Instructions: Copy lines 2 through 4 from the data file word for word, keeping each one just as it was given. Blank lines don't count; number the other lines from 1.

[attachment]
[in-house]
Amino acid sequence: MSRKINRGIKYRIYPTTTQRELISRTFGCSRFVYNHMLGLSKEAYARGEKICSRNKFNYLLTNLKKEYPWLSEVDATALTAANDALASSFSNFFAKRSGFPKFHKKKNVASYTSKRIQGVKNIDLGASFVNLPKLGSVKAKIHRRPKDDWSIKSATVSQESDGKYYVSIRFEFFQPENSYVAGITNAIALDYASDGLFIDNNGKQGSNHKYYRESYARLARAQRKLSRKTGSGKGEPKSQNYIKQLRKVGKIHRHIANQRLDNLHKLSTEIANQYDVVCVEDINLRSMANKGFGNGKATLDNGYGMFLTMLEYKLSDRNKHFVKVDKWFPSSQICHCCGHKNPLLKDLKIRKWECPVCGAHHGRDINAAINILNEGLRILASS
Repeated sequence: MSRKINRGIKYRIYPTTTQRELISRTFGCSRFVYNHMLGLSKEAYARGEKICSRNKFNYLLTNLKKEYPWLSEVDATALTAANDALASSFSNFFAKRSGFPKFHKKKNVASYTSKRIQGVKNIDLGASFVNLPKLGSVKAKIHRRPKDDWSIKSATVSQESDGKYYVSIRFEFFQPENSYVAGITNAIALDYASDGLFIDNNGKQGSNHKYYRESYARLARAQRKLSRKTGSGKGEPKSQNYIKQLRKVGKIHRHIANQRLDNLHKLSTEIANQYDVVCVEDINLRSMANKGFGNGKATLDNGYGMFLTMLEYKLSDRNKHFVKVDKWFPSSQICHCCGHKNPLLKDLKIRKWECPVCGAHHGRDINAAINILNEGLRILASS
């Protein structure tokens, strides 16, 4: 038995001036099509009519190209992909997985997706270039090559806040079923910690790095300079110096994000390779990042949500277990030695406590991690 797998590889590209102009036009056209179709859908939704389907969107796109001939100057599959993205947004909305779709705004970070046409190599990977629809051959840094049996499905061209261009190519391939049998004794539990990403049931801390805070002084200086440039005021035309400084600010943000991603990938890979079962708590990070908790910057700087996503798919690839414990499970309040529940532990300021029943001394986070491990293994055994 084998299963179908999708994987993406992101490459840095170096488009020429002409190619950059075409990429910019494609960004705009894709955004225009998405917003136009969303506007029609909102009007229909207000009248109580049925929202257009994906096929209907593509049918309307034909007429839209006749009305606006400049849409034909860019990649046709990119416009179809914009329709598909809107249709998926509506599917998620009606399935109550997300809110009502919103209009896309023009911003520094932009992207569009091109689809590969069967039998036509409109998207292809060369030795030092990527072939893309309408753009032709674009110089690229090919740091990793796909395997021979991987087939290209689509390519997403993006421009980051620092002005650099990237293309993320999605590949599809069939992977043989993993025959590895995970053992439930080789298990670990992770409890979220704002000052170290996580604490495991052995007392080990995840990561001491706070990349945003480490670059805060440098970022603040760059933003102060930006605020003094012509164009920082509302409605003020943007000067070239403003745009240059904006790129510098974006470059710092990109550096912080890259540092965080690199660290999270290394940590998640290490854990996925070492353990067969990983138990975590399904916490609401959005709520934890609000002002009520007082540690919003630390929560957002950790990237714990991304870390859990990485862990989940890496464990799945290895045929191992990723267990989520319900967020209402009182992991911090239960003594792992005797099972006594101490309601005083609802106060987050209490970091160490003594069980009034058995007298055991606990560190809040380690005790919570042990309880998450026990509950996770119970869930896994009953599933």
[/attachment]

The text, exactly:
Amino acid sequence: MSRKINRGIKYRIYPTTTQRELISRTFGCSRFVYNHMLGLSKEAYARGEKICSRNKFNYLLTNLKKEYPWLSEVDATALTAANDALASSFSNFFAKRSGFPKFHKKKNVASYTSKRIQGVKNIDLGASFVNLPKLGSVKAKIHRRPKDDWSIKSATVSQESDGKYYVSIRFEFFQPENSYVAGITNAIALDYASDGLFIDNNGKQGSNHKYYRESYARLARAQRKLSRKTGSGKGEPKSQNYIKQLRKVGKIHRHIANQRLDNLHKLSTEIANQYDVVCVEDINLRSMANKGFGNGKATLDNGYGMFLTMLEYKLSDRNKHFVKVDKWFPSSQICHCCGHKNPLLKDLKIRKWECPVCGAHHGRDINAAINILNEGLRILASS
Repeated sequence: MSRKINRGIKYRIYPTTTQRELISRTFGCSRFVYNHMLGLSKEAYARGEKICSRNKFNYLLTNLKKEYPWLSEVDATALTAANDALASSFSNFFAKRSGFPKFHKKKNVASYTSKRIQGVKNIDLGASFVNLPKLGSVKAKIHRRPKDDWSIKSATVSQESDGKYYVSIRFEFFQPENSYVAGITNAIALDYASDGLFIDNNGKQGSNHKYYRESYARLARAQRKLSRKTGSGKGEPKSQNYIKQLRKVGKIHRHIANQRLDNLHKLSTEIANQYDVVCVEDINLRSMANKGFGNGKATLDNGYGMFLTMLEYKLSDRNKHFVKVDKWFPSSQICHCCGHKNPLLKDLKIRKWECPVCGAHHGRDINAAINILNEGLRILASS
């Protein structure tokens, strides 16, 4: 038995001036099509009519190209992909997985997706270039090559806040079923910690790095300079110096994000390779990042949500277990030695406590991690 797998590889590209102009036009056209179709859908939704389907969107796109001939100057599959993205947004909305779709705004970070046409190599990977629809051959840094049996499905061209261009190519391939049998004794539990990403049931801390805070002084200086440039005021035309400084600010943000991603990938890979079962708590990070908790910057700087996503798919690839414990499970309040529940532990300021029943001394986070491990293994055994 084998299963179908999708994987993406992101490459840095170096488009020429002409190619950059075409990429910019494609960004705009894709955004225009998405917003136009969303506007029609909102009007229909207000009248109580049925929202257009994906096929209907593509049918309307034909007429839209006749009305606006400049849409034909860019990649046709990119416009179809914009329709598909809107249709998926509506599917998620009606399935109550997300809110009502919103209009896309023009911003520094932009992207569009091109689809590969069967039998036509409109998207292809060369030795030092990527072939893309309408753009032709674009110089690229090919740091990793796909395997021979991987087939290209689509390519997403993006421009980051620092002005650099990237293309993320999605590949599809069939992977043989993993025959590895995970053992439930080789298990670990992770409890979220704002000052170290996580604490495991052995007392080990995840990561001491706070990349945003480490670059805060440098970022603040760059933003102060930006605020003094012509164009920082509302409605003020943007000067070239403003745009240059904006790129510098974006470059710092990109550096912080890259540092965080690199660290999270290394940590998640290490854990996925070492353990067969990983138990975590399904916490609401959005709520934890609000002002009520007082540690919003630390929560957002950790990237714990991304870390859990990485862990989940890496464990799945290895045929191992990723267990989520319900967020209402009182992991911090239960003594792992005797099972006594101490309601005083609802106060987050209490970091160490003594069980009034058995007298055991606990560190809040380690005790919570042990309880998450026990509950996770119970869930896994009953599933």